ome albums just refuse to go away. Sergeant Pepper, Abba's Greatest Hits, Bat Out OfHell. . . butabove all Bridge Over Troubled Water; record stores, jumble sales. the communal flat record collection, even your mum and dad or your Aunt Maisie probably have a dusty copy lurking somewhere. This is hardly surprising. In 1969 alone it sold 14 million copies and became Simon and Garfunkel’s biggest LP, ', not to mention their last. The fact that everyone can remember the
'I words and sing along to the title track twenty two years later, pays tribute to Paul Simon’s '5 talent as a songwriter, and despite the huge
success of his later World Music albums. it is as a writer of epic ballads that many people
hold him in most affection. Well, affection
for the music anyway. Simon himselfhas a L
BThe List 31 May— 13 June 1991
embraced Brazilian rhythms.
reputation for being depressive, arrogant, over meticulous, insensitive to other musicians, overly introspective and self-conscious, and his smile has been called ‘no more than a minute narrowing ofthe eyesf
He does not like performing, and is neither a keen nor a scintillating interviewee. Asked if he remembered anything about writing ‘Sounds of Silence‘, there followed one of the longest pauses in interviewing history, the pen ofthe journalist breathlessly poised. Finally he sighed: ‘No,’ he said. He also became snippy with Sue Lawley when she talked about his age (50 this year).
His rather sullen stage presence has also been criticised but Woody Allen, amongst others, discerned in him a potential comic, giving him a part in Annie Hall and he is also known for his dry or black humour. To the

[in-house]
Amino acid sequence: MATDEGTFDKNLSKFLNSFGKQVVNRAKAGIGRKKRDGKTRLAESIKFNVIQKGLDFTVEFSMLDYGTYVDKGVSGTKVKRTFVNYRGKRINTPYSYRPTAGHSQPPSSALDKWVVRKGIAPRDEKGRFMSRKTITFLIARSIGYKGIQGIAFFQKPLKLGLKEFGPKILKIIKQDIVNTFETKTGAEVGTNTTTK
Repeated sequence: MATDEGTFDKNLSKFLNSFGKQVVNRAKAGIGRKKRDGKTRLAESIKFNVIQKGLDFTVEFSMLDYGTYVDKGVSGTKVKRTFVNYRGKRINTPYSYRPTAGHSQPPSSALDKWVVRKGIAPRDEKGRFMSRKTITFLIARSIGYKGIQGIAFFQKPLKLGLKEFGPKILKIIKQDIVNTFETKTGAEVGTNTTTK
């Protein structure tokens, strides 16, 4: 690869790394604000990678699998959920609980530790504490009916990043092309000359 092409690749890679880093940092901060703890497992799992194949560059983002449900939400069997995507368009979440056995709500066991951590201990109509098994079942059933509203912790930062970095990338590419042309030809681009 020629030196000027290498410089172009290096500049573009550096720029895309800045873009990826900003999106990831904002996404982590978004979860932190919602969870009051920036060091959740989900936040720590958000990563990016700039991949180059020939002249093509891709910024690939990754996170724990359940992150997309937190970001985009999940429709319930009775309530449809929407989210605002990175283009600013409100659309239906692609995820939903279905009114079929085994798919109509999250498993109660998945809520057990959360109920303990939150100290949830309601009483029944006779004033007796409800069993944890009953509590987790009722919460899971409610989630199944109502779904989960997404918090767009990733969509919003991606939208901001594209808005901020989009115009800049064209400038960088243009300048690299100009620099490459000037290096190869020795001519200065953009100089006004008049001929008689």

From a minor hit in the 503 to 46 million record sales by the 905, PAUL SIMON has travelled a long, and occasionally troubled road to superstardom. Gillian Ferguson profiles the 50-year-old who has refused to allow his music to stagnate, and has recently
enquiry, ‘What have you been doing in the years since you last visited Europe?’, he replied, ‘I try to divorce every four years and then I go back to work,‘ referring in this ' instance to his second wife. actor and author Carrie Fisher. He keeps absolute control over his music, with the hired musicians, on the whole. quietly complying. and on the financial side, he has fought for one of the most advantageous royalty deals ever, studied the music publishing business closely and owns the copyright for every one of his songs. ‘Pushy’ is therefore added to the range of derogatory epithets applied to him, but being an admitted perfectionist can’t be easy in a business dominated by the ephemeral and the hyped. Simon often refers to himself as an ‘author’ who suffers deeply depressing writer’s block, and he studies poets like T.S.